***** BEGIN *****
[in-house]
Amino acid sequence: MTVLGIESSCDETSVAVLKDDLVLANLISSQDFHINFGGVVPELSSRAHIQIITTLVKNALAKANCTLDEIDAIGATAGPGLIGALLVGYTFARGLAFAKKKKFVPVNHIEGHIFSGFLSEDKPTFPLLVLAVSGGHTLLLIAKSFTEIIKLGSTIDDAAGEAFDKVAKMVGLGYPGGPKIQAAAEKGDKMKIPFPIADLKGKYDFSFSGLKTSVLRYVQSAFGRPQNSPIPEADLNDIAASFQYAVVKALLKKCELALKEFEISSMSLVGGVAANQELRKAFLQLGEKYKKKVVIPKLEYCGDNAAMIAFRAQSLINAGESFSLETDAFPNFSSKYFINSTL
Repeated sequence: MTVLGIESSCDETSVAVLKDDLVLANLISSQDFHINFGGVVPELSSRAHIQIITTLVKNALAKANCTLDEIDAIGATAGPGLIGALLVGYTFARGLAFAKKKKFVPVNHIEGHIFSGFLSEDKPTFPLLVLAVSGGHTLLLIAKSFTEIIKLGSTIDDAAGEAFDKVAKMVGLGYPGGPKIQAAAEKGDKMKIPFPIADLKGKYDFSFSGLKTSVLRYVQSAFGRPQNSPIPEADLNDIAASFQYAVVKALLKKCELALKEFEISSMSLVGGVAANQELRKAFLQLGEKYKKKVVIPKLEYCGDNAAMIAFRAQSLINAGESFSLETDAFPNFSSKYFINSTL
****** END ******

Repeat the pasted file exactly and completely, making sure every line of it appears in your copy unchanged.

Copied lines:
[in-house]
Amino acid sequence: MTVLGIESSCDETSVAVLKDDLVLANLISSQDFHINFGGVVPELSSRAHIQIITTLVKNALAKANCTLDEIDAIGATAGPGLIGALLVGYTFARGLAFAKKKKFVPVNHIEGHIFSGFLSEDKPTFPLLVLAVSGGHTLLLIAKSFTEIIKLGSTIDDAAGEAFDKVAKMVGLGYPGGPKIQAAAEKGDKMKIPFPIADLKGKYDFSFSGLKTSVLRYVQSAFGRPQNSPIPEADLNDIAASFQYAVVKALLKKCELALKEFEISSMSLVGGVAANQELRKAFLQLGEKYKKKVVIPKLEYCGDNAAMIAFRAQSLINAGESFSLETDAFPNFSSKYFINSTL
Repeated sequence: MTVLGIESSCDETSVAVLKDDLVLANLISSQDFHINFGGVVPELSSRAHIQIITTLVKNALAKANCTLDEIDAIGATAGPGLIGALLVGYTFARGLAFAKKKKFVPVNHIEGHIFSGFLSEDKPTFPLLVLAVSGGHTLLLIAKSFTEIIKLGSTIDDAAGEAFDKVAKMVGLGYPGGPKIQAAAEKGDKMKIPFPIADLKGKYDFSFSGLKTSVLRYVQSAFGRPQNSPIPEADLNDIAASFQYAVVKALLKKCELALKEFEISSMSLVGGVAANQELRKAFLQLGEKYKKKVVIPKLEYCGDNAAMIAFRAQSLINAGESFSLETDAFPNFSSKYFINSTL